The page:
As a climber, I face a lot of challenges: route finding, dealing with fear and pushing past it, managing risk and judging objective dangers like rockfall and lightning, and finding hippie-worthy food in some out-of-the-way places.
I’ve done a lot of things I think are tough: cranked out 7,000 feet of elevation gain and loss in one day, kept moving for 14 or 15 hours at one stretch, gone hours without food and water, climbed unprotectable rock at my technical limit, and even run out of organic oatmeal in a place six hours from a Whole Foods store.
A lot of outdoor-folk are familiar with a kind of voluntary suffering in the name of finding meaning: we’ll carry heavy packs, scare ourselves, sleep on the ground in exchange for desert sunsets, and indulge in alpine lake baths. The things the mountains teach, we can’t find anywhere else. We feel tough. We are tough. Once we return from our vision quests in the wilderness, we feel like there’s not much we can’t do—or at least aren’t afraid to try. Especially things like wheatgrass shots, kale chips, and ginger kombucha. Is there something about hiking, climbing and mountainbiking that turns us into foodies, too?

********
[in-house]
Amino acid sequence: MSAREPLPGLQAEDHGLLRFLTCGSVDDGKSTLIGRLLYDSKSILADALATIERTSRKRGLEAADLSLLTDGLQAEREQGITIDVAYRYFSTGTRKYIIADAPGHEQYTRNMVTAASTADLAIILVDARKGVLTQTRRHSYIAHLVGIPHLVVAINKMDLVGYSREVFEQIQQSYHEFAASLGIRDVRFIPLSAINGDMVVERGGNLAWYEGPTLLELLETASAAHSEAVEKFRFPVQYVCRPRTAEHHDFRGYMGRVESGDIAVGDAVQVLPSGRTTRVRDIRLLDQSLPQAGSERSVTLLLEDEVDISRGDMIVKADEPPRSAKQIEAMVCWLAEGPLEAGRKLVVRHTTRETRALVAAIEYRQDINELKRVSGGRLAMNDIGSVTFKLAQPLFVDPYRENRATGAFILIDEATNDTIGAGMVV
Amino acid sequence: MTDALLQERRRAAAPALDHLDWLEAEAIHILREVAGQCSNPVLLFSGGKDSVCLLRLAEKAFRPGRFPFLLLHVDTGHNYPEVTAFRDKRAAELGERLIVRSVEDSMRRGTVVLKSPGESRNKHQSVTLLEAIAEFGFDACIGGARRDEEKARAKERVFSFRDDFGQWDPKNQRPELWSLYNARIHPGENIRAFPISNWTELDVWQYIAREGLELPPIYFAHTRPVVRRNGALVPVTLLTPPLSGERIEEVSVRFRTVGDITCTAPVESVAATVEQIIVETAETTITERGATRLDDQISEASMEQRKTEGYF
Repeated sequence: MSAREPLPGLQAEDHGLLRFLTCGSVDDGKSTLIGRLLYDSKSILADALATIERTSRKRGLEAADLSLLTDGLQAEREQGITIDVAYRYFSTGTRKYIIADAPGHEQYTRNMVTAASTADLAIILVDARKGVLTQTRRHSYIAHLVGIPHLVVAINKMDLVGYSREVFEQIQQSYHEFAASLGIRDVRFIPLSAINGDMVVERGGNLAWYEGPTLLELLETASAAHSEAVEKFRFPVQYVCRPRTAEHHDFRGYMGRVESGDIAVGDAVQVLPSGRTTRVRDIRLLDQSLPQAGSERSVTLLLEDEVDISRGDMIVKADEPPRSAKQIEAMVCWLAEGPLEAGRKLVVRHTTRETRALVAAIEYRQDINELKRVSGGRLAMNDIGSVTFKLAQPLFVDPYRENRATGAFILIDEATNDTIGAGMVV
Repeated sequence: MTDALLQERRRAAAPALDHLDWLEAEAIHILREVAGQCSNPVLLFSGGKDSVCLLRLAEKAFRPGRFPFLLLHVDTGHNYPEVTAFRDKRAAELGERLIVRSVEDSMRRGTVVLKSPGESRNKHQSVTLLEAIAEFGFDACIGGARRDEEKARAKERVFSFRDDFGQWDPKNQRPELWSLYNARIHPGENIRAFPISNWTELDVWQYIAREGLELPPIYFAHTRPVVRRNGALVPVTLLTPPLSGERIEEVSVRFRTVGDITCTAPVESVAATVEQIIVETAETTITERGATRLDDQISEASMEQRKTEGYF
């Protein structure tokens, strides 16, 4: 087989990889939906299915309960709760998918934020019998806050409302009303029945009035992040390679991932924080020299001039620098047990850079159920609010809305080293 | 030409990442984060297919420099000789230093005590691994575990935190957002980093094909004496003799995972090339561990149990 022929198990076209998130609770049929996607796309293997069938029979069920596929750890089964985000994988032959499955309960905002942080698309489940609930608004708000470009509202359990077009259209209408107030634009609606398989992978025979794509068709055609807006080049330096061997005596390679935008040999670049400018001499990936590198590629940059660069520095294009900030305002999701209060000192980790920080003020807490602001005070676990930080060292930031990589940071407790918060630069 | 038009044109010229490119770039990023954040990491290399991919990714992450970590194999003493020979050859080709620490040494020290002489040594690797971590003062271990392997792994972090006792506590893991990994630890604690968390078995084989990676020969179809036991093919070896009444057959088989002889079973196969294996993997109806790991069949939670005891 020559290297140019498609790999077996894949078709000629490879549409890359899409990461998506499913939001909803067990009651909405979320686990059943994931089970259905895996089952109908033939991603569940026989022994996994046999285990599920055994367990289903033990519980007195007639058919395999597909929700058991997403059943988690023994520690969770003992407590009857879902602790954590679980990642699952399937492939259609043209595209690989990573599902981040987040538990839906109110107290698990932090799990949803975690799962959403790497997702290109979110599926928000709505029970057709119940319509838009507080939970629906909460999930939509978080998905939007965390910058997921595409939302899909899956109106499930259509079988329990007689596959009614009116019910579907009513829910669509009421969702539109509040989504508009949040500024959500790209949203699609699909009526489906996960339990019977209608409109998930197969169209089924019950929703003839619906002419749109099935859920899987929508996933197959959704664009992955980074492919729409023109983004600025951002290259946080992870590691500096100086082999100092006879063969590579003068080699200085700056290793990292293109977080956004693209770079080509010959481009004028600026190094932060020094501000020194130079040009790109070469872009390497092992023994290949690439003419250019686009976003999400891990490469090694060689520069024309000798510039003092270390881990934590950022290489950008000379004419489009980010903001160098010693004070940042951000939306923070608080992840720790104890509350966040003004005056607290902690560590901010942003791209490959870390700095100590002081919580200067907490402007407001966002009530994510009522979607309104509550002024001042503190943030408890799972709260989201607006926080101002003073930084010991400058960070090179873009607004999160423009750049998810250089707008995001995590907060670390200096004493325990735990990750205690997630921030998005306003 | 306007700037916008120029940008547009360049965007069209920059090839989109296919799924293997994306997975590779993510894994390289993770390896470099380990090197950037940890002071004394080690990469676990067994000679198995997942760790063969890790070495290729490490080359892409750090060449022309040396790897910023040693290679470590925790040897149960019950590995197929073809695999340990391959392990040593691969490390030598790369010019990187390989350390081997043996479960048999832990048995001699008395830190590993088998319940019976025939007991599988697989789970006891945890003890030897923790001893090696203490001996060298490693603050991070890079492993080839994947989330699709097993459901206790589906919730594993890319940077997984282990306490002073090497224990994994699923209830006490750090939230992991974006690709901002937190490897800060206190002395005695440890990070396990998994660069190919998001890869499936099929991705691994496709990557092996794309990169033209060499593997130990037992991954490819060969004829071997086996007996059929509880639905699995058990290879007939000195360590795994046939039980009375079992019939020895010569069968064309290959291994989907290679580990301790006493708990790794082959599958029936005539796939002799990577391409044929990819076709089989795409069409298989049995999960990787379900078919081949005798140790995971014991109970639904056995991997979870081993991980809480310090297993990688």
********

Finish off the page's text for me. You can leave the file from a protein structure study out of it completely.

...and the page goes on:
Maybe with the expanded worldview that comes with experiencing awe in majestic landscapes, we acquire an awareness of the environment, how our actions affect the world, and how the world affects us. And that fosters a consciousness about what we put in our bodies. We pay attention. We eat organic. We peruse grocery store shelves for superfoods. Maybe, as athletes, we want to provide ourselves with the best fuel for our adventures. Or maybe we’re just trendy.
Do you ever get anxious a couple days into a climbing trip and start thinking about how far you are from a grocery store that sells coconut water? Wondering if, when you get off the mountain, you’ll be so desperate for a meal that you’ll go ahead and order an omelet even though your server can’t verify the eggs are cage-free? Ever drink a cup of non-fair-trade coffee or a beer made with hops grown at a farm that doesn’t properly rotate its crops? I do sometimes.
Thankfully, I also eat a lot of Kate’s bars, which helps me offset my conscience. It’s possible that I use them to rationalize other poor food choices, like the dozens of bags of Fritos I eat out of post-hike-out delirium; or the donuts I sluttily gorge myself on without knowing anything about their ingredients; or the “Hey-I’m-Back-on-Solid-Ground” huevos rancheros from any diner that will make it. Come on—I ate sustainably for several days beforehand and had three Kate’s bars yesterday—they have flax seeds and stuff!
Bravely (maybe even heroically?), I stare down challenges–the foreboding, daunting mountainsides, and the aisles of small-town grocery stores with limited selections of organic produce.
Brendan Leonard is a Kate’s ambassador, climber, biker and Contributing Editor for Adventure Journal, Climbing Magazine and The Dirtbag Diaries. When he’s not climbing epic peaks or cruising the country in his 2005 Chevy Astro van, you can find him banging out prose about his adventure pursuits at semi-rad.com.